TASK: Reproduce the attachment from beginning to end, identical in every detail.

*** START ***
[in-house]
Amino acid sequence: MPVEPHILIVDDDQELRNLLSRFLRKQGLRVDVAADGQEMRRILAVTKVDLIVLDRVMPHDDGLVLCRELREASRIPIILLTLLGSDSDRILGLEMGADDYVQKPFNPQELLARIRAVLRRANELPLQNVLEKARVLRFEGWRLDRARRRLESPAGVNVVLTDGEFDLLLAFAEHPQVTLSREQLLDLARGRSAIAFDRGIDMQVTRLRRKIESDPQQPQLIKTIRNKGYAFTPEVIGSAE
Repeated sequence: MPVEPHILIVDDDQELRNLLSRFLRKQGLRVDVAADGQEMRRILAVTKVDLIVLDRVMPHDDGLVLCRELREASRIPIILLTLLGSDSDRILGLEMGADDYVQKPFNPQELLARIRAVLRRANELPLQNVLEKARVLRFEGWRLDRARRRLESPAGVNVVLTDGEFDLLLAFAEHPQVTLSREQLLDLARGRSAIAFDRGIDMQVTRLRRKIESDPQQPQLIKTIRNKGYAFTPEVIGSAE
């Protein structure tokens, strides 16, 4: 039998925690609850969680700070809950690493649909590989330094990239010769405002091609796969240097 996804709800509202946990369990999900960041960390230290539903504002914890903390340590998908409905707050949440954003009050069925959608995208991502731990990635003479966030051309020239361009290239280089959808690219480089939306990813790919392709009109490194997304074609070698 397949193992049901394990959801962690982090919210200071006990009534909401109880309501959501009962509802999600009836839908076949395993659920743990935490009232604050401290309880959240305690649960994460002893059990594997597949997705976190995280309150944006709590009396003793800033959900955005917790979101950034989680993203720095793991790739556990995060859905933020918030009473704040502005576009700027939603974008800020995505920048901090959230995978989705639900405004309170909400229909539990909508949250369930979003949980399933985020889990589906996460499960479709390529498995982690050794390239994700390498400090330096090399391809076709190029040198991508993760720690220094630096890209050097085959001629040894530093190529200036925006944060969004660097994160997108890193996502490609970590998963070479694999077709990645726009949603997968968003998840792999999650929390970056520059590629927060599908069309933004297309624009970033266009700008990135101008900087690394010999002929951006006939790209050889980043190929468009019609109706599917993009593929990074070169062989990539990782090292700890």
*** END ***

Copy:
[in-house]
Amino acid sequence: MPVEPHILIVDDDQELRNLLSRFLRKQGLRVDVAADGQEMRRILAVTKVDLIVLDRVMPHDDGLVLCRELREASRIPIILLTLLGSDSDRILGLEMGADDYVQKPFNPQELLARIRAVLRRANELPLQNVLEKARVLRFEGWRLDRARRRLESPAGVNVVLTDGEFDLLLAFAEHPQVTLSREQLLDLARGRSAIAFDRGIDMQVTRLRRKIESDPQQPQLIKTIRNKGYAFTPEVIGSAE
Repeated sequence: MPVEPHILIVDDDQELRNLLSRFLRKQGLRVDVAADGQEMRRILAVTKVDLIVLDRVMPHDDGLVLCRELREASRIPIILLTLLGSDSDRILGLEMGADDYVQKPFNPQELLARIRAVLRRANELPLQNVLEKARVLRFEGWRLDRARRRLESPAGVNVVLTDGEFDLLLAFAEHPQVTLSREQLLDLARGRSAIAFDRGIDMQVTRLRRKIESDPQQPQLIKTIRNKGYAFTPEVIGSAE
């Protein structure tokens, strides 16, 4: 039998925690609850969680700070809950690493649909590989330094990239010769405002091609796969240097 996804709800509202946990369990999900960041960390230290539903504002914890903390340590998908409905707050949440954003009050069925959608995208991502731990990635003479966030051309020239361009290239280089959808690219480089939306990813790919392709009109490194997304074609070698 397949193992049901394990959801962690982090919210200071006990009534909401109880309501959501009962509802999600009836839908076949395993659920743990935490009232604050401290309880959240305690649960994460002893059990594997597949997705976190995280309150944006709590009396003793800033959900955005917790979101950034989680993203720095793991790739556990995060859905933020918030009473704040502005576009700027939603974008800020995505920048901090959230995978989705639900405004309170909400229909539990909508949250369930979003949980399933985020889990589906996460499960479709390529498995982690050794390239994700390498400090330096090399391809076709190029040198991508993760720690220094630096890209050097085959001629040894530093190529200036925006944060969004660097994160997108890193996502490609970590998963070479694999077709990645726009949603997968968003998840792999999650929390970056520059590629927060599908069309933004297309624009970033266009700008990135101008900087690394010999002929951006006939790209050889980043190929468009019609109706599917993009593929990074070169062989990539990782090292700890």